• Can build a tower of two to four blocks
  • Can use a spoon and cup with help to feed self
  • Can turn two or three pages of a book at a time
  • Squats to pick up a toy
When To Call For Help:
  • Not able to pick up small objects between thumb and fingers
  • Only uses one hand to complete tasks
  • Has difficulty with chewing and swallowing
  • Not able to feed self with spoon or fork
  • Needs help to hold and drink from a cup
  • Has difficulty letting go of object from hands
By 24 Months
Typical Development:
  • Grasps small object  between thumb and fingers
  • Able to string large beads
  • Able to bring spoon/fork to mouth with little spillage
  • Able to drink from a cup
  • Helps with undressing
  • Plays appropriately with toys geared to child’s age
When To Call For Help:
  • Has significant difficulty picking up and grasping small objects
  • Explores objects with mouth most of the time
  • Frequently loses balance in sitting when using hands
  • Has significant difficulty playing with toys geared for his/her age e.g. can’t activate toys using fingers
  • Needs physical help to eat and drink
  • Requires wheelchair or mobility device
  • Requires orthotics/splints to manage arm/hand spasticity
By 3 Years
Typical Development:
  • Catches large balls and throws overhand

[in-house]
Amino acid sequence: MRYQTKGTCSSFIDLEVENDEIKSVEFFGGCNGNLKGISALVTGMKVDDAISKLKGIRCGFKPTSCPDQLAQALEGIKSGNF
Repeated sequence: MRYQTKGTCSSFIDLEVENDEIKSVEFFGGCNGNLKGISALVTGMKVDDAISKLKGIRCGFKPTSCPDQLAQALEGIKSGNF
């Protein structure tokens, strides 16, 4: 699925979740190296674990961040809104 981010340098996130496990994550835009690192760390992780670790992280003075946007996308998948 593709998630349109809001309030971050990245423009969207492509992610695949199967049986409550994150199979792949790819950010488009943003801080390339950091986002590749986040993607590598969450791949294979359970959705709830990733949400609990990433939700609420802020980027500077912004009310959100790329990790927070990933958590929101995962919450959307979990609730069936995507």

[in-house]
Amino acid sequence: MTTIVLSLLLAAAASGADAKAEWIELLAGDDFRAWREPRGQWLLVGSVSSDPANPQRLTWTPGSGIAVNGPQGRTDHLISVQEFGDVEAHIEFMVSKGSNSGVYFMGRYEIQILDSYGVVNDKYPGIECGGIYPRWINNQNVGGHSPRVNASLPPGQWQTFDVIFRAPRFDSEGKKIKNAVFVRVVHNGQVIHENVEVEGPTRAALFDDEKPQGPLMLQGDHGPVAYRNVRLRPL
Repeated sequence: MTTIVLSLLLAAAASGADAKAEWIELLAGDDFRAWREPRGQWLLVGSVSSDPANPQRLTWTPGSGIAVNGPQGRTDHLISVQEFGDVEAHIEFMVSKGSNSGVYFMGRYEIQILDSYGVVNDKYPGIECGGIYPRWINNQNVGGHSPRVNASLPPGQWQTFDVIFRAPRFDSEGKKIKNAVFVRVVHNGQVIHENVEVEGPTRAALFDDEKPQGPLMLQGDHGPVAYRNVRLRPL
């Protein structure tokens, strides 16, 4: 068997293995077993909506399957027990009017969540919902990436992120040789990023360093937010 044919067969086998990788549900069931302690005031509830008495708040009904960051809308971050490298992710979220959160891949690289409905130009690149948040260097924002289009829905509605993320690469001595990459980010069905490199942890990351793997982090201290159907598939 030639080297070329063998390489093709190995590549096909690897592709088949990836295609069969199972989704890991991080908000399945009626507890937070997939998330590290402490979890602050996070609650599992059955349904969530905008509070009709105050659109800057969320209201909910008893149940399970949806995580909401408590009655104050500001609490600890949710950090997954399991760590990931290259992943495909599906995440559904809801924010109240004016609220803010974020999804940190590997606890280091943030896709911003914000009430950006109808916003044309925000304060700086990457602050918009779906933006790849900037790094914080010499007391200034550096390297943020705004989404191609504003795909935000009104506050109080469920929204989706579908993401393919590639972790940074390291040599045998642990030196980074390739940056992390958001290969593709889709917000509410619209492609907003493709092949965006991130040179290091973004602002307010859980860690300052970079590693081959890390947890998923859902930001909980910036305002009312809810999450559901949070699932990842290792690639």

• Alternates feet when climbing stairs 
  • Puts together simple puzzles
  • Able to grasp pencil between thumb and fingers
  • Able to pick up and carefully let go a small object
  • Able to use fork with little spillage
  • Able to put arms in sleeves of jacket
  • Undresses completely without assistance
When To Call For Help:
  • Needs special equipment  and/or significant assistance to complete self help activities  e.g. uses adapted cutlery to eat, needs bath chair to support sitting in tub
  • Needs specialized seating to support optimal positioning for play
  • Requires wheelchair or mobility device
  • Has significant difficulty playing with toys geared for his/her age
  • Requires orthotics/splints to manage arm/hand spasticity
  • Requires vehicle modification to support seating system
  • Has challenges with chewing and swallowing
By 6+ Years
Typical Development:
  • Can use utensils competently e.g. use a knife to cut and spread, cut a simple shape
  • Throws with accuracy
  • Kicks rolling ball
  • Uses playground equipment independently
  • Dresses and undresses independently
When To Call For Help:
  • Requires wheelchair or mobility device.
  • Has significant difficulty using utensils e.g. cutlery, scissors and requires adaptive equipment
  • Requires specialized equipment to complete personal care e.g. specialized seating or bath/shower chair
  • Requires full physical assistance of adult to transfer (moving from one position to another)
  • Requires home modification (such as ceiling track, grab bars in bathroom)
  • Requires orthotics/splints to manage arm/hand spasticity